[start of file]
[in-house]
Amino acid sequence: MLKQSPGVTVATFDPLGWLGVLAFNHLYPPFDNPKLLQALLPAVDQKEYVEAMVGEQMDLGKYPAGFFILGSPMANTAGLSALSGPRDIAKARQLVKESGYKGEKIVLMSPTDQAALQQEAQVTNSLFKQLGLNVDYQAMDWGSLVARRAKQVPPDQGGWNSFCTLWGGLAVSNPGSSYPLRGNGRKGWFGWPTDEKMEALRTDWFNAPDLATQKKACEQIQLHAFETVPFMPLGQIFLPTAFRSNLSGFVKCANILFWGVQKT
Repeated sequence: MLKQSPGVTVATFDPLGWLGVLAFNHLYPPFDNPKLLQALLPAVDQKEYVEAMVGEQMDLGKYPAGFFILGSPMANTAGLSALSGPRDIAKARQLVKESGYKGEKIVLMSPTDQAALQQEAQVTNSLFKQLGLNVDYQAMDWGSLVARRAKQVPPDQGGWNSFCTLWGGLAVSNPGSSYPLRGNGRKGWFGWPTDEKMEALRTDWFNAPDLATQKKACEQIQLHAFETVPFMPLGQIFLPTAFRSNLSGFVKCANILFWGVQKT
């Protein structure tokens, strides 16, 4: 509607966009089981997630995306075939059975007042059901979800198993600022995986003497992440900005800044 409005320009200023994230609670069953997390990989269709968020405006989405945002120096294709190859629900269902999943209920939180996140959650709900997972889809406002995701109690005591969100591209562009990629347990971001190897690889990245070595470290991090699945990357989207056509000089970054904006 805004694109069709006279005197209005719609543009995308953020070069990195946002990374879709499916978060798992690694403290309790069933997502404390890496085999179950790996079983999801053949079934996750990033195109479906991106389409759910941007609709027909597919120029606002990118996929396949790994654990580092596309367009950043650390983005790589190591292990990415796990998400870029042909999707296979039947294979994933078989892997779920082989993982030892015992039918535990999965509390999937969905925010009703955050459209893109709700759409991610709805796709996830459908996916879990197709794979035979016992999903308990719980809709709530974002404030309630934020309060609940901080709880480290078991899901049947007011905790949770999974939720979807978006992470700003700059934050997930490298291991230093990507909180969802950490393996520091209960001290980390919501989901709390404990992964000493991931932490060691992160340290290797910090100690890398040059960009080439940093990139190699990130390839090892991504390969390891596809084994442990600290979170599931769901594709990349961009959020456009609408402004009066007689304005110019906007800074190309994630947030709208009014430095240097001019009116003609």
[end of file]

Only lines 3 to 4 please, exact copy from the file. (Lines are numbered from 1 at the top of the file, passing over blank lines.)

Repeated sequence: MLKQSPGVTVATFDPLGWLGVLAFNHLYPPFDNPKLLQALLPAVDQKEYVEAMVGEQMDLGKYPAGFFILGSPMANTAGLSALSGPRDIAKARQLVKESGYKGEKIVLMSPTDQAALQQEAQVTNSLFKQLGLNVDYQAMDWGSLVARRAKQVPPDQGGWNSFCTLWGGLAVSNPGSSYPLRGNGRKGWFGWPTDEKMEALRTDWFNAPDLATQKKACEQIQLHAFETVPFMPLGQIFLPTAFRSNLSGFVKCANILFWGVQKT
């Protein structure tokens, strides 16, 4: 509607966009089981997630995306075939059975007042059901979800198993600022995986003497992440900005800044 409005320009200023994230609670069953997390990989269709968020405006989405945002120096294709190859629900269902999943209920939180996140959650709900997972889809406002995701109690005591969100591209562009990629347990971001190897690889990245070595470290991090699945990357989207056509000089970054904006 805004694109069709006279005197209005719609543009995308953020070069990195946002990374879709499916978060798992690694403290309790069933997502404390890496085999179950790996079983999801053949079934996750990033195109479906991106389409759910941007609709027909597919120029606002990118996929396949790994654990580092596309367009950043650390983005790589190591292990990415796990998400870029042909999707296979039947294979994933078989892997779920082989993982030892015992039918535990999965509390999937969905925010009703955050459209893109709700759409991610709805796709996830459908996916879990197709794979035979016992999903308990719980809709709530974002404030309630934020309060609940901080709880480290078991899901049947007011905790949770999974939720979807978006992470700003700059934050997930490298291991230093990507909180969802950490393996520091209960001290980390919501989901709390404990992964000493991931932490060691992160340290290797910090100690890398040059960009080439940093990139190699990130390839090892991504390969390891596809084994442990600290979170599931769901594709990349961009959020456009609408402004009066007689304005110019906007800074190309994630947030709208009014430095240097001019009116003609």